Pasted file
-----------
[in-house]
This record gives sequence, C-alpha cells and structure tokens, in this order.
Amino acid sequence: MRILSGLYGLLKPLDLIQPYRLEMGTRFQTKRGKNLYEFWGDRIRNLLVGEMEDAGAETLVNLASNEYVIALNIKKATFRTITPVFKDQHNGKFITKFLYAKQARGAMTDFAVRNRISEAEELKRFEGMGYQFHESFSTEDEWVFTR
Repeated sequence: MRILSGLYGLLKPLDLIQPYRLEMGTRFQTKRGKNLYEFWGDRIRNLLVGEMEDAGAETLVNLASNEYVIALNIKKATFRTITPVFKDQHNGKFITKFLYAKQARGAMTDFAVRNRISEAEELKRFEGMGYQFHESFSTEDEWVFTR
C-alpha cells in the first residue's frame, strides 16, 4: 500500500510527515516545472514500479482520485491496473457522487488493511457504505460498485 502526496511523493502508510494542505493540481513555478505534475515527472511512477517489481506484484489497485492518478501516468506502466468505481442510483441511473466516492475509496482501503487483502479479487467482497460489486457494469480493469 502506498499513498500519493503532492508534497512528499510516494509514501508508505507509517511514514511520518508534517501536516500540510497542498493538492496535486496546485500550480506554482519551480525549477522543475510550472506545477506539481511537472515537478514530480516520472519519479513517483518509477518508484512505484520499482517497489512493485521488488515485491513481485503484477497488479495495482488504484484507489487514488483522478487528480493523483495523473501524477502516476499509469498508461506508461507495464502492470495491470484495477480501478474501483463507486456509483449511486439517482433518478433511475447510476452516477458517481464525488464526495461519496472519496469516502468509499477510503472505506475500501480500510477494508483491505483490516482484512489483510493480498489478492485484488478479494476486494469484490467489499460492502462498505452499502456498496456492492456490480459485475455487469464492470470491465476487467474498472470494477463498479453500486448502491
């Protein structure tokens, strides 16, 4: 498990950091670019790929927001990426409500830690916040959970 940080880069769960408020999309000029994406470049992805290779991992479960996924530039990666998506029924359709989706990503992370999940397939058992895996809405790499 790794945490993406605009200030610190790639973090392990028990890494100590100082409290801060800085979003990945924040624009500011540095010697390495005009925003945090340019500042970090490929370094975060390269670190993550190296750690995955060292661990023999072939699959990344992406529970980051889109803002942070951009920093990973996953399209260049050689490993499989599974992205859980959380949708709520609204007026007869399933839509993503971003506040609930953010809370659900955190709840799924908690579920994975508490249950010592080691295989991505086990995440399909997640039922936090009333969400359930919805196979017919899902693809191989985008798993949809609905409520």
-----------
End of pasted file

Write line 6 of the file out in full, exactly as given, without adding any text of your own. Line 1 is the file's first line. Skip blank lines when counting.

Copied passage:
């Protein structure tokens, strides 16, 4: 498990950091670019790929927001990426409500830690916040959970 940080880069769960408020999309000029994406470049992805290779991992479960996924530039990666998506029924359709989706990503992370999940397939058992895996809405790499 790794945490993406605009200030610190790639973090392990028990890494100590100082409290801060800085979003990945924040624009500011540095010697390495005009925003945090340019500042970090490929370094975060390269670190993550190296750690995955060292661990023999072939699959990344992406529970980051889109803002942070951009920093990973996953399209260049050689490993499989599974992205859980959380949708709520609204007026007869399933839509993503971003506040609930953010809370659900955190709840799924908690579920994975508490249950010592080691295989991505086990995440399909997640039922936090009333969400359930919805196979017919899902693809191989985008798993949809609905409520």